Study: Hybrid Work Reduces Employee Attrition by 35%

According to a new study by Stanford University, hybrid work reduced attrition rates at a large technology firm by 35 percent and improved self-reported work satisfaction scores, with no negative impact on performance ratings or promotions. Since the pandemic, many companies have adopted a hybrid work model, after seeing remote work works. The hybrid approach may involve working two to three days each week at the office and the rest at home, allowing employees to split tasks best done in person and those best done individually.

The randomized control trial of 1,612 engineers, marketing and finance employees took place in 2021 and 2022 at the global travel agent Those born on an odd-numbered day had the option to work from home on Wednesdays and Fridays, while others had to work in the office full-time. Following the study, rolled out hybrid work to the entire company.

Besides improvement in attrition, the paper, circulated by the National Bureau of Economic Research, also highlighted how hybrid arrangements alter work schedules and habits. The findings show that employees worked fewer hours on remote days but increased the number of hours worked on other days, including on the weekend.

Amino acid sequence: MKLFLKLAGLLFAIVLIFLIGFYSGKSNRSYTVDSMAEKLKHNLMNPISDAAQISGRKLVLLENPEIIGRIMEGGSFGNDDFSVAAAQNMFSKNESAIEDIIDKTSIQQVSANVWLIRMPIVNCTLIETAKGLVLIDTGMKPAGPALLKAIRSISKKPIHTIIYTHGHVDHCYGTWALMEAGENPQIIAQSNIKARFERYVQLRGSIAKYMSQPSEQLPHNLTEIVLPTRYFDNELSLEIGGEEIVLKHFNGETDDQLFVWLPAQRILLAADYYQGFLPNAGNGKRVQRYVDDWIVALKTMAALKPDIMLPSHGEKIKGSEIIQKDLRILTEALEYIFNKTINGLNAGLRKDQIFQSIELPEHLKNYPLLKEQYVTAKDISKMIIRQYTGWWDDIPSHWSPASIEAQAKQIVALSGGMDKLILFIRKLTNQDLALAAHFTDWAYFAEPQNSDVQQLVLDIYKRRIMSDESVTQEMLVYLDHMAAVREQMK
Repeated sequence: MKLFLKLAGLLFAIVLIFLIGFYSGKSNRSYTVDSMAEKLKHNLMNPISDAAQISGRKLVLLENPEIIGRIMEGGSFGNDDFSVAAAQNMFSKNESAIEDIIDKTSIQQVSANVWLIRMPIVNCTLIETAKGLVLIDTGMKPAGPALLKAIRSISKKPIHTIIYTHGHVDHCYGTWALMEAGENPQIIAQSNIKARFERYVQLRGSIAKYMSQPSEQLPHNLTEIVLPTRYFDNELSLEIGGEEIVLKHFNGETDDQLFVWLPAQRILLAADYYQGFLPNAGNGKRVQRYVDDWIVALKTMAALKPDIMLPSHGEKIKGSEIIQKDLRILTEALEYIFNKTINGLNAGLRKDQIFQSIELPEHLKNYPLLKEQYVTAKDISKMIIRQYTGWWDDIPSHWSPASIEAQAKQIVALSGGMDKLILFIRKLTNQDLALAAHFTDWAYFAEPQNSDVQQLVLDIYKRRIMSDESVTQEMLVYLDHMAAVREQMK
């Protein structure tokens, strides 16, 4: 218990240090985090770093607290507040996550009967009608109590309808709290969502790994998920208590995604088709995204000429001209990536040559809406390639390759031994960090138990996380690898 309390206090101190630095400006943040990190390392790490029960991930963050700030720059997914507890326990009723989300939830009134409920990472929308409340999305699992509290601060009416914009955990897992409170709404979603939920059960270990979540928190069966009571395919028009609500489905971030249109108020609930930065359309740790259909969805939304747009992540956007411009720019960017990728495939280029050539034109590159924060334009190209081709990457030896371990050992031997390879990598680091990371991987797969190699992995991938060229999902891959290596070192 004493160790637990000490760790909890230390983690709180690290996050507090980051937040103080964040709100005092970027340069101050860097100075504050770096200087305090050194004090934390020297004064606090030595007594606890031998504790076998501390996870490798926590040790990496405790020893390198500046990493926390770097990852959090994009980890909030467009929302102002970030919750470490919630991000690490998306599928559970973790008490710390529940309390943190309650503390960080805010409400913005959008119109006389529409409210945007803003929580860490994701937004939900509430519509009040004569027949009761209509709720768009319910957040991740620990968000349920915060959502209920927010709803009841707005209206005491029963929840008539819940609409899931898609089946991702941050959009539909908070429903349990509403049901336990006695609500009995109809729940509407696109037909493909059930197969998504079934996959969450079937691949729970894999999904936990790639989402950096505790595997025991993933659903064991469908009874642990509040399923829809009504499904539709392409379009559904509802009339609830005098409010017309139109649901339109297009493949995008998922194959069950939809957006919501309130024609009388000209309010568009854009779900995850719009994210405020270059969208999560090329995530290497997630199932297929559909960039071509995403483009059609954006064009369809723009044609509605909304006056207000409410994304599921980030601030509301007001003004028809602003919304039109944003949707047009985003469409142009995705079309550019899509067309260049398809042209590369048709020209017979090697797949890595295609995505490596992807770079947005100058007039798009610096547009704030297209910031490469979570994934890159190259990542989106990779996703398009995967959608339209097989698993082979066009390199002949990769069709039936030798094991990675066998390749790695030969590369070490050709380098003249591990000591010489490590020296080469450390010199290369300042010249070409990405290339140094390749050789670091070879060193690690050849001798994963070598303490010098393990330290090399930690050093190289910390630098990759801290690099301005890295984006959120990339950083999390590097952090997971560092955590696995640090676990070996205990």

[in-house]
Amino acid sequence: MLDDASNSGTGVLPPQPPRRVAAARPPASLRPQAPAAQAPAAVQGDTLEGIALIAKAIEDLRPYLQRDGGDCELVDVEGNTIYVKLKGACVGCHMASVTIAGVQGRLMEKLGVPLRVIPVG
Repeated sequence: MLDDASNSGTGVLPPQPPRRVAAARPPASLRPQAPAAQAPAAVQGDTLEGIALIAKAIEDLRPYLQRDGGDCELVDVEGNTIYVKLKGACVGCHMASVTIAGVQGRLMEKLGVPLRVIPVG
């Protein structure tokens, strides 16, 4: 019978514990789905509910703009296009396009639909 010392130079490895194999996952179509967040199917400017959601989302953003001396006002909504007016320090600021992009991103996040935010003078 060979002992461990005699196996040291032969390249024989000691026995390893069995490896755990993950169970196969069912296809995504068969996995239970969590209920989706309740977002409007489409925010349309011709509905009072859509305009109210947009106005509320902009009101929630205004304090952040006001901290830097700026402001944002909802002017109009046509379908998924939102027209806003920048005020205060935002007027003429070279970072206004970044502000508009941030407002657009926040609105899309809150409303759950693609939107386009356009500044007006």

In all, employees worked about 80 minutes less when working remotely, but they tended to add about 30 minutes more on other work days and the weekend.

Additionally, work-from-home employees increased individual messaging and group video call communication, even when in the office.

The study also found no impact from work-from-home on performance reviews or promotions overall or any individual subgroup. However, those with the option to work from home reported slightly higher productivity.

The study also shows an 8 percent increase in lines of code written by that group compared to in-office employees, a measure of productivity for IT engineers.

“Overall this highlights how hybrid-WFH is often beneficial for both employees and firms but is usually underappreciated in advance,” the study’s authors – Nicholas Bloom and Ruobing Han – wrote.